Surveillance video showed the woman killed in an accident with a train in Edinburgh on Monday didn’t stop before crossing the railroad tracks as a train was approaching, police said.
Business owners, members of the Indiana National Guard and police eating lunch in downtown Edinburgh ran to help after Sharon Gobin, 74, of Edinburgh, drove in front of a train about 12:30 p.m.
Investigators have reviewed surveillance cameras from a downtown business and the train that was involved in the crash at the Louisville & Indiana Railroad crossing on East Main Cross Street, Edinburgh Police Chief David Mann said.
Those videos showed that the flashing warning lights were working at the time of the crash, though the force of the impact pushed Gobin’s vehicle into a service box, and caused them to stop working after the accident, Mann said.
The video from the train also showed Gobin driving slowly across the tracks, but not stopping before crossing, Mann said. The railroad crossing is marked with signs and warning signals that flash lights and make sounds when a train is approaching, but does not have arms that come down and block traffic from crossing, Mann said.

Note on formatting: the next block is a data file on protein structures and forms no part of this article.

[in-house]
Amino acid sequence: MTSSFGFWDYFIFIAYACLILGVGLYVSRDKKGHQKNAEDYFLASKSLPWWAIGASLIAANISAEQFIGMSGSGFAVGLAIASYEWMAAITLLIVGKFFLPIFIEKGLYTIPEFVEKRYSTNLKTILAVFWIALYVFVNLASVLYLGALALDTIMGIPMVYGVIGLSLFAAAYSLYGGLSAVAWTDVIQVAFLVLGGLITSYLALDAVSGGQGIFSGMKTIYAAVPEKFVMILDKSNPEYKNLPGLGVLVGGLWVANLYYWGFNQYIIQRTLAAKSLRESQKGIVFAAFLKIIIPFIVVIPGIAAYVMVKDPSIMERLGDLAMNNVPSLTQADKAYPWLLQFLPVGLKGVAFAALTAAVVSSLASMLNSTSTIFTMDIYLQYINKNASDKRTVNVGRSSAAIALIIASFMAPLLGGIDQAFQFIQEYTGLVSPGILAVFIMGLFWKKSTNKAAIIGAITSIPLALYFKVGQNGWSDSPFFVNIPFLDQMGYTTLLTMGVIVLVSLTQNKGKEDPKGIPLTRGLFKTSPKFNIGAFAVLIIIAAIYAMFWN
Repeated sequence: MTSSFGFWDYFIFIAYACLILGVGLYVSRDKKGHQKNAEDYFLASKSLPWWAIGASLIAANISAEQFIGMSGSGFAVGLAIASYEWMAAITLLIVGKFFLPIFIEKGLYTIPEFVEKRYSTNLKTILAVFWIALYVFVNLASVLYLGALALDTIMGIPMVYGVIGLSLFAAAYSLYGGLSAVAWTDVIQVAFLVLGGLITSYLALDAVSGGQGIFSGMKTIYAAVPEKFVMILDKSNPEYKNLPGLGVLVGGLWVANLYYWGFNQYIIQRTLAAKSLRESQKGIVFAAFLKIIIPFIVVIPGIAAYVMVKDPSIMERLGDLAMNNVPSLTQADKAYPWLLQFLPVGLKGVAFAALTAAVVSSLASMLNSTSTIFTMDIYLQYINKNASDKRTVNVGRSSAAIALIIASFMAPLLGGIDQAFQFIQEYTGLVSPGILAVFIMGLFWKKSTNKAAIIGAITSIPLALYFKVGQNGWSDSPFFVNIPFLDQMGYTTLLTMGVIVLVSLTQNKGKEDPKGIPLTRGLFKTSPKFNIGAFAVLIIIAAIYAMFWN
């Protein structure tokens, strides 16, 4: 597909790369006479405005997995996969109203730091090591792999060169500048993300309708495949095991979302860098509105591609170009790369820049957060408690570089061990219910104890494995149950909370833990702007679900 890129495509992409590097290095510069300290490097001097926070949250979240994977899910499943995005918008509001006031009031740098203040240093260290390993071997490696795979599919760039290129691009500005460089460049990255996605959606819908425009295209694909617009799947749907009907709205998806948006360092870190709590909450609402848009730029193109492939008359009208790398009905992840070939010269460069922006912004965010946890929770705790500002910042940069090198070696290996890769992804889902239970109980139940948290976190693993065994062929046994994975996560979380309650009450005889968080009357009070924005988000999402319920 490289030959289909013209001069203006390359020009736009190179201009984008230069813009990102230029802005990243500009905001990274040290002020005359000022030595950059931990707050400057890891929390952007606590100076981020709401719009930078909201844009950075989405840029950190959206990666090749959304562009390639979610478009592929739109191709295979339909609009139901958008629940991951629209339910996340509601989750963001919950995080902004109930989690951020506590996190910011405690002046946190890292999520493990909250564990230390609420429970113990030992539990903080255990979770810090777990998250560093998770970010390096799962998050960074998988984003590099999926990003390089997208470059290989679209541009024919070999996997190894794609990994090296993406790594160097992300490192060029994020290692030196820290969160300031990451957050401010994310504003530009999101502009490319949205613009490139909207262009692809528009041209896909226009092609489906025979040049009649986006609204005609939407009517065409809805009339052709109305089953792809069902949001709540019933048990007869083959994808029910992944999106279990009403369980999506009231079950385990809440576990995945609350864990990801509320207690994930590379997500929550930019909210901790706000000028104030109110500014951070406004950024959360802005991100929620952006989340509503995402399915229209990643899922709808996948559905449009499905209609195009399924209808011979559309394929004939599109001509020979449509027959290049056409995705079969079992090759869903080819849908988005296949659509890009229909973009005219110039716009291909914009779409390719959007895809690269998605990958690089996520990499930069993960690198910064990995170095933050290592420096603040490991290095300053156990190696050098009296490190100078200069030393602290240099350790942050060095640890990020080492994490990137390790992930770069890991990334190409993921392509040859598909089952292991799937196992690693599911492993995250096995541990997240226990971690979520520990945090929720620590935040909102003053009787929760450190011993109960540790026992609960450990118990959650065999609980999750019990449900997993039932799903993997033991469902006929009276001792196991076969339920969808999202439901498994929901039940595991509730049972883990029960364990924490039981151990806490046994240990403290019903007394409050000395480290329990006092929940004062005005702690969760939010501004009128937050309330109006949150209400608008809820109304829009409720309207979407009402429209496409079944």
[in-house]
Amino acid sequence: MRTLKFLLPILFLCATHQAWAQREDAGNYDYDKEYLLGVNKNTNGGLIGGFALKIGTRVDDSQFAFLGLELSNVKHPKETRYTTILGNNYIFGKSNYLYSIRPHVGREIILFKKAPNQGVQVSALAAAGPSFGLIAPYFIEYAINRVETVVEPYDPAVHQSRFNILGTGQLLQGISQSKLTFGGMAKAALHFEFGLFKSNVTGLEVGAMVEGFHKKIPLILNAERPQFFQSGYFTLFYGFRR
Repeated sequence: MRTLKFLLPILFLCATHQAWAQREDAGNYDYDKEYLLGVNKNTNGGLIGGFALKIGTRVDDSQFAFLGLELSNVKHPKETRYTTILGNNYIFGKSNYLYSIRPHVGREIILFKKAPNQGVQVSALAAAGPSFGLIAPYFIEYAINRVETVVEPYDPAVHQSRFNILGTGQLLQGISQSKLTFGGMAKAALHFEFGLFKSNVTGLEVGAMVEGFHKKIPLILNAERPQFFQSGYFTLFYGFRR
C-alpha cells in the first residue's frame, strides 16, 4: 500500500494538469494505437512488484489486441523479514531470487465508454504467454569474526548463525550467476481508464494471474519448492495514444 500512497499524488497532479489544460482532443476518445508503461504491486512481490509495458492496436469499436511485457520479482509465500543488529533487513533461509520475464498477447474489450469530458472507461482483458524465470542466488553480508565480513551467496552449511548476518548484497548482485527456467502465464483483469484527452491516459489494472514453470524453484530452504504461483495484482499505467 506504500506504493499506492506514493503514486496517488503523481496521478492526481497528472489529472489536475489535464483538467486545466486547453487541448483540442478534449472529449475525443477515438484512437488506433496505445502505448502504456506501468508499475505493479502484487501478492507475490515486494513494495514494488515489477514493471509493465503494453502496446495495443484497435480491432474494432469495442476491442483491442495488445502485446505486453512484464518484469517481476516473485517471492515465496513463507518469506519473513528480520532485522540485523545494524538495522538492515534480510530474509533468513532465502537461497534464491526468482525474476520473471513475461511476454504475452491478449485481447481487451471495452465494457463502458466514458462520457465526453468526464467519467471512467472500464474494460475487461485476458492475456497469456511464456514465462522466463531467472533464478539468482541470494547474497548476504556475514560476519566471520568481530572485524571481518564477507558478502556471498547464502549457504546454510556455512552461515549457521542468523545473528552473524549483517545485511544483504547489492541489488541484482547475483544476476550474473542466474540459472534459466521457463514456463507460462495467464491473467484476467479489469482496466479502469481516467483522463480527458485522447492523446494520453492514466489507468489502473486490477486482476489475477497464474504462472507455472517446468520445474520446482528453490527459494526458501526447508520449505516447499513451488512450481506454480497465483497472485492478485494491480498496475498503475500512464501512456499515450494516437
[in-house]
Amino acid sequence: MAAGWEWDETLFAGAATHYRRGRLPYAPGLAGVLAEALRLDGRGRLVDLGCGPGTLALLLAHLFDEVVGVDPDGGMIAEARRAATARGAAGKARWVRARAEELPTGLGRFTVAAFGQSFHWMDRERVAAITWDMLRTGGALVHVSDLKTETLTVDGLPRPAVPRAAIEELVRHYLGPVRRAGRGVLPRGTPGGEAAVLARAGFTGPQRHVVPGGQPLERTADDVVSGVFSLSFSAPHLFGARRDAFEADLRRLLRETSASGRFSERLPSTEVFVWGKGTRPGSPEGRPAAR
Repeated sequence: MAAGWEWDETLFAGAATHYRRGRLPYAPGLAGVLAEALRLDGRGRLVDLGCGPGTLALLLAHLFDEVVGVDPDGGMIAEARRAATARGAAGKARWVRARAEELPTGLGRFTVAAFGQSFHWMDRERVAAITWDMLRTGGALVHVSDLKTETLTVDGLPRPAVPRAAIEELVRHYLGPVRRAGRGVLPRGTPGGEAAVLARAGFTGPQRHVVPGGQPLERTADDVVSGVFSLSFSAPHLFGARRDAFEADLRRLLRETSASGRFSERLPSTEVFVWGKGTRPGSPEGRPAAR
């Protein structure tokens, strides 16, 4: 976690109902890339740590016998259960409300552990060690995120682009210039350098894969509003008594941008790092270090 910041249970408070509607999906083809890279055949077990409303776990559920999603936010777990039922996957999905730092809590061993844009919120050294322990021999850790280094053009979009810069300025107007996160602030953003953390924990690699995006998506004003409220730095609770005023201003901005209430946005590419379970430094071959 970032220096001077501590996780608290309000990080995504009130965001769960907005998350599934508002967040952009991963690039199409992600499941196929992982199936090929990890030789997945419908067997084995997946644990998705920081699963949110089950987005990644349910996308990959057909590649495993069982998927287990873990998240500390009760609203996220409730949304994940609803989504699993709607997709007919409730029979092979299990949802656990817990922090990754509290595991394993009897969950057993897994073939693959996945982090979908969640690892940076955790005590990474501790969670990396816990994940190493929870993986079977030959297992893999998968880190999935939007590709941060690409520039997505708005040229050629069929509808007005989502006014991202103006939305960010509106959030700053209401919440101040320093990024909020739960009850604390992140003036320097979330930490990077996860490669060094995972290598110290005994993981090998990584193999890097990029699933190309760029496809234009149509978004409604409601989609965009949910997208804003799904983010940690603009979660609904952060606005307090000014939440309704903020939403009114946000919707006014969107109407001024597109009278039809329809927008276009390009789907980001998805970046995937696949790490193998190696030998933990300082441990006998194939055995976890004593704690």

Investigators are continuing to piece together information about the accident, including using measurements and drone images to reconstruct the moments leading up to the crash, Mann said.
Mann was one of several people who ran to help after the crash on Monday, he said.
He was eating lunch with other members of the police department at a nearby restaurant and heard the accident happen. Business owners and members of the Indiana National Guard in the area also rushed to help get Gobin out of the vehicle, he said.
Gobin was trapped inside her badly damaged vehicle after the crash and emergency workers had to pry the door off to get her out. Gobin was taken to the hospital and later died from her injuries. An autopsy was set to be done Tuesday, but results were not available by the afternoon.
The crash happened on railroad tracks that were recently upgraded to allow more trains that are heavier and traveling faster. Officials from the Louisville & Indiana Railroad Co. were not available Monday or Tuesday to answer questions about the accident.